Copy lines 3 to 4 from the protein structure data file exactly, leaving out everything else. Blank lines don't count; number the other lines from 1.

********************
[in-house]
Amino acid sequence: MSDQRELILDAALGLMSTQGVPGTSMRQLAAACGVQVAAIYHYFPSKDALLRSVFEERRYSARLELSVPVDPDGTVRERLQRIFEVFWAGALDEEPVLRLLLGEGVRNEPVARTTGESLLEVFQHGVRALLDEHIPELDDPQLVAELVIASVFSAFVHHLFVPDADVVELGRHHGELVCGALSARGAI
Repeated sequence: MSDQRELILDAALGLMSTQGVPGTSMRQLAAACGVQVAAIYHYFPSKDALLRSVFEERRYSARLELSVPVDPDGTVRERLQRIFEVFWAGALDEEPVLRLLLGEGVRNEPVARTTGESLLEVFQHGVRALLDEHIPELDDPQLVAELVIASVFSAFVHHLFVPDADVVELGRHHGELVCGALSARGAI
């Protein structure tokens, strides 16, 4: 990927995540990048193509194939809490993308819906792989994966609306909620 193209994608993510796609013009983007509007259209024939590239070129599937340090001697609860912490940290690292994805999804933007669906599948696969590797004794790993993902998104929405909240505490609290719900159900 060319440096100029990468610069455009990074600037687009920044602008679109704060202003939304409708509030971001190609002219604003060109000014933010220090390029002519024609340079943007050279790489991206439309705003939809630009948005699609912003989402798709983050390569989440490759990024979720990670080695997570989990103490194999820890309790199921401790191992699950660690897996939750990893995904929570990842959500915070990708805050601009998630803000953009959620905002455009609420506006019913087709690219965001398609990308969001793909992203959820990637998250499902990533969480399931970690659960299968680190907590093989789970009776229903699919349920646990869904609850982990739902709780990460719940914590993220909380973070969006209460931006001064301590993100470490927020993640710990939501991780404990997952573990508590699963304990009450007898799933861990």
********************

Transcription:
Repeated sequence: MSDQRELILDAALGLMSTQGVPGTSMRQLAAACGVQVAAIYHYFPSKDALLRSVFEERRYSARLELSVPVDPDGTVRERLQRIFEVFWAGALDEEPVLRLLLGEGVRNEPVARTTGESLLEVFQHGVRALLDEHIPELDDPQLVAELVIASVFSAFVHHLFVPDADVVELGRHHGELVCGALSARGAI
């Protein structure tokens, strides 16, 4: 990927995540990048193509194939809490993308819906792989994966609306909620 193209994608993510796609013009983007509007259209024939590239070129599937340090001697609860912490940290690292994805999804933007669906599948696969590797004794790993993902998104929405909240505490609290719900159900 060319440096100029990468610069455009990074600037687009920044602008679109704060202003939304409708509030971001190609002219604003060109000014933010220090390029002519024609340079943007050279790489991206439309705003939809630009948005699609912003989402798709983050390569989440490759990024979720990670080695997570989990103490194999820890309790199921401790191992699950660690897996939750990893995904929570990842959500915070990708805050601009998630803000953009959620905002455009609420506006019913087709690219965001398609990308969001793909992203959820990637998250499902990533969480399931970690659960299968680190907590093989789970009776229903699919349920646990869904609850982990739902709780990460719940914590993220909380973070969006209460931006001064301590993100470490927020993640710990939501991780404990997952573990508590699963304990009450007898799933861990």